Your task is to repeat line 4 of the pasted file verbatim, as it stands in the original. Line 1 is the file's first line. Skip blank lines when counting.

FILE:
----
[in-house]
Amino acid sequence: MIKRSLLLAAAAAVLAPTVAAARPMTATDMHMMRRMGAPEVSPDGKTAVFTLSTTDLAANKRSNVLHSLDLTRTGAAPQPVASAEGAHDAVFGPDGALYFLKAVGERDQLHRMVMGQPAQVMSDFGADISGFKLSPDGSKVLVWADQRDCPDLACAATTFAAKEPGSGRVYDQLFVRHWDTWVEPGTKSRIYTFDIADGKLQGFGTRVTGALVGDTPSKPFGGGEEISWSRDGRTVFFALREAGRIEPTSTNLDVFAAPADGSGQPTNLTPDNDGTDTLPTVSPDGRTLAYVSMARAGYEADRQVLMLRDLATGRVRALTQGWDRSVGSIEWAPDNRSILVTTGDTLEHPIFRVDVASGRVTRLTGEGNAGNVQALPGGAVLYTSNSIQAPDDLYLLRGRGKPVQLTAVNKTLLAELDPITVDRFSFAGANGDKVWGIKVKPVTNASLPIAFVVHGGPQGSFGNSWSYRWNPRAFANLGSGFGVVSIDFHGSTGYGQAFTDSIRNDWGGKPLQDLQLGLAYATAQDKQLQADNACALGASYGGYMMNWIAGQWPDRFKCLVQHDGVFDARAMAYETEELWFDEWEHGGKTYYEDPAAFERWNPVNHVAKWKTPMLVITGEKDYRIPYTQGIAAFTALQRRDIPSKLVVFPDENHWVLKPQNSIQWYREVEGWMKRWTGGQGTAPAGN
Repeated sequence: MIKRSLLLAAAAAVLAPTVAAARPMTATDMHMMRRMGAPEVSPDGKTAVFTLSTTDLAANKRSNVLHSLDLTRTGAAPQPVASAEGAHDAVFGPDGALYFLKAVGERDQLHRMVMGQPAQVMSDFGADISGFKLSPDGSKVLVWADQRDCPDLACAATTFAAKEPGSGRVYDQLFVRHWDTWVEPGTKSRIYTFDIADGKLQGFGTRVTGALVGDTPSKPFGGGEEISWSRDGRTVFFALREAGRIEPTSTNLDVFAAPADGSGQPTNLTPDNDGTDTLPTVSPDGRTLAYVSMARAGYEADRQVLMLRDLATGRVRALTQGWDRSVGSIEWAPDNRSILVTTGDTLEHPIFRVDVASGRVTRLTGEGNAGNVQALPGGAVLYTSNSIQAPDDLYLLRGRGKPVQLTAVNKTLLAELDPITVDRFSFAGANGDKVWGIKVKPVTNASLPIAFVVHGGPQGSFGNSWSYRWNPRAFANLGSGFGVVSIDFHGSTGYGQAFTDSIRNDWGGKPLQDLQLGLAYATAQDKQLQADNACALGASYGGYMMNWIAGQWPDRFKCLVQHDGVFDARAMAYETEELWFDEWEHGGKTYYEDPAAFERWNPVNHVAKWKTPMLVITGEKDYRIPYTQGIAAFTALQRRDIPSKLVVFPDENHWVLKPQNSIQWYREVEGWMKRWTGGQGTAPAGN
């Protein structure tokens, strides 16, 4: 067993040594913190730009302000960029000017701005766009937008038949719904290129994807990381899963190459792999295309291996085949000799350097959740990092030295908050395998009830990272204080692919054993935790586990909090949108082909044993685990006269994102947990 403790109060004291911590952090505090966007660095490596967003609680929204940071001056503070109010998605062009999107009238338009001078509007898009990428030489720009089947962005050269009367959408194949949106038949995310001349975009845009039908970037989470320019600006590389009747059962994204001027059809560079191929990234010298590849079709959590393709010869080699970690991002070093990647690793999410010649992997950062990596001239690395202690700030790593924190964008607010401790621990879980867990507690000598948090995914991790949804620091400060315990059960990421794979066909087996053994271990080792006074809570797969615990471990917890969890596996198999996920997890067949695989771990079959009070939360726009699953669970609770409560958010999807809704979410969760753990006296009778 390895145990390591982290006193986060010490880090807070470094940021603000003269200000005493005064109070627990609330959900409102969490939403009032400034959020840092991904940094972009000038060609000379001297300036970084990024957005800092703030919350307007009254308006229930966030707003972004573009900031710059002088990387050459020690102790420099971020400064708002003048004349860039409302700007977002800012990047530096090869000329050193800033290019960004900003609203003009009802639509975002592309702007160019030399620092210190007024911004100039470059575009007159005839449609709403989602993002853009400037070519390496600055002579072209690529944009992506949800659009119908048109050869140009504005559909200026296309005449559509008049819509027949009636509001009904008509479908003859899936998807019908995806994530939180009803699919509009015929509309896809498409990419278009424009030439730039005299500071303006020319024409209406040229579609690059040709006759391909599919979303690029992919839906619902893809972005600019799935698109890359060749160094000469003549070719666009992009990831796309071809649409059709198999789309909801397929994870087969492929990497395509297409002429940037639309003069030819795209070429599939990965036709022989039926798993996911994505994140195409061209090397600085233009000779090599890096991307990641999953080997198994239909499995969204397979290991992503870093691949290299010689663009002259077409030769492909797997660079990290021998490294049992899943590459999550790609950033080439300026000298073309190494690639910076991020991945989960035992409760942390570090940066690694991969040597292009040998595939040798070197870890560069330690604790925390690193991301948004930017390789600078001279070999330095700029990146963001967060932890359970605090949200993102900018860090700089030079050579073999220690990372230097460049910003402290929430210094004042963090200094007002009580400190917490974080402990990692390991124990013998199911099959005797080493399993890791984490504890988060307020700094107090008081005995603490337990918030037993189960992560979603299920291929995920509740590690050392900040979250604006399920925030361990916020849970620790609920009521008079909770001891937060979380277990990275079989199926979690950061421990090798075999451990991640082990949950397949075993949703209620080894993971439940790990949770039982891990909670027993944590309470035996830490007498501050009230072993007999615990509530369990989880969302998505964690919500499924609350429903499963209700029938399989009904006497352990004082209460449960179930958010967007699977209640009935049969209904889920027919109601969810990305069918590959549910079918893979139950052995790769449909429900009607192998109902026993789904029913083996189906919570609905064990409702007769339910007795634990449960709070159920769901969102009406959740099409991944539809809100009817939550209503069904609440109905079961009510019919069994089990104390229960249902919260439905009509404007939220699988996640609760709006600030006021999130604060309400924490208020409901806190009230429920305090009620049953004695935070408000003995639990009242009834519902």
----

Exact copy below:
């Protein structure tokens, strides 16, 4: 067993040594913190730009302000960029000017701005766009937008038949719904290129994807990381899963190459792999295309291996085949000799350097959740990092030295908050395998009830990272204080692919054993935790586990909090949108082909044993685990006269994102947990 403790109060004291911590952090505090966007660095490596967003609680929204940071001056503070109010998605062009999107009238338009001078509007898009990428030489720009089947962005050269009367959408194949949106038949995310001349975009845009039908970037989470320019600006590389009747059962994204001027059809560079191929990234010298590849079709959590393709010869080699970690991002070093990647690793999410010649992997950062990596001239690395202690700030790593924190964008607010401790621990879980867990507690000598948090995914991790949804620091400060315990059960990421794979066909087996053994271990080792006074809570797969615990471990917890969890596996198999996920997890067949695989771990079959009070939360726009699953669970609770409560958010999807809704979410969760753990006296009778 390895145990390591982290006193986060010490880090807070470094940021603000003269200000005493005064109070627990609330959900409102969490939403009032400034959020840092991904940094972009000038060609000379001297300036970084990024957005800092703030919350307007009254308006229930966030707003972004573009900031710059002088990387050459020690102790420099971020400064708002003048004349860039409302700007977002800012990047530096090869000329050193800033290019960004900003609203003009009802639509975002592309702007160019030399620092210190007024911004100039470059575009007159005839449609709403989602993002853009400037070519390496600055002579072209690529944009992506949800659009119908048109050869140009504005559909200026296309005449559509008049819509027949009636509001009904008509479908003859899936998807019908995806994530939180009803699919509009015929509309896809498409990419278009424009030439730039005299500071303006020319024409209406040229579609690059040709006759391909599919979303690029992919839906619902893809972005600019799935698109890359060749160094000469003549070719666009992009990831796309071809649409059709198999789309909801397929994870087969492929990497395509297409002429940037639309003069030819795209070429599939990965036709022989039926798993996911994505994140195409061209090397600085233009000779090599890096991307990641999953080997198994239909499995969204397979290991992503870093691949290299010689663009002259077409030769492909797997660079990290021998490294049992899943590459999550790609950033080439300026000298073309190494690639910076991020991945989960035992409760942390570090940066690694991969040597292009040998595939040798070197870890560069330690604790925390690193991301948004930017390789600078001279070999330095700029990146963001967060932890359970605090949200993102900018860090700089030079050579073999220690990372230097460049910003402290929430210094004042963090200094007002009580400190917490974080402990990692390991124990013998199911099959005797080493399993890791984490504890988060307020700094107090008081005995603490337990918030037993189960992560979603299920291929995920509740590690050392900040979250604006399920925030361990916020849970620790609920009521008079909770001891937060979380277990990275079989199926979690950061421990090798075999451990991640082990949950397949075993949703209620080894993971439940790990949770039982891990909670027993944590309470035996830490007498501050009230072993007999615990509530369990989880969302998505964690919500499924609350429903499963209700029938399989009904006497352990004082209460449960179930958010967007699977209640009935049969209904889920027919109601969810990305069918590959549910079918893979139950052995790769449909429900009607192998109902026993789904029913083996189906919570609905064990409702007769339910007795634990449960709070159920769901969102009406959740099409991944539809809100009817939550209503069904609440109905079961009510019919069994089990104390229960249902919260439905009509404007939220699988996640609760709006600030006021999130604060309400924490208020409901806190009230429920305090009620049953004695935070408000003995639990009242009834519902």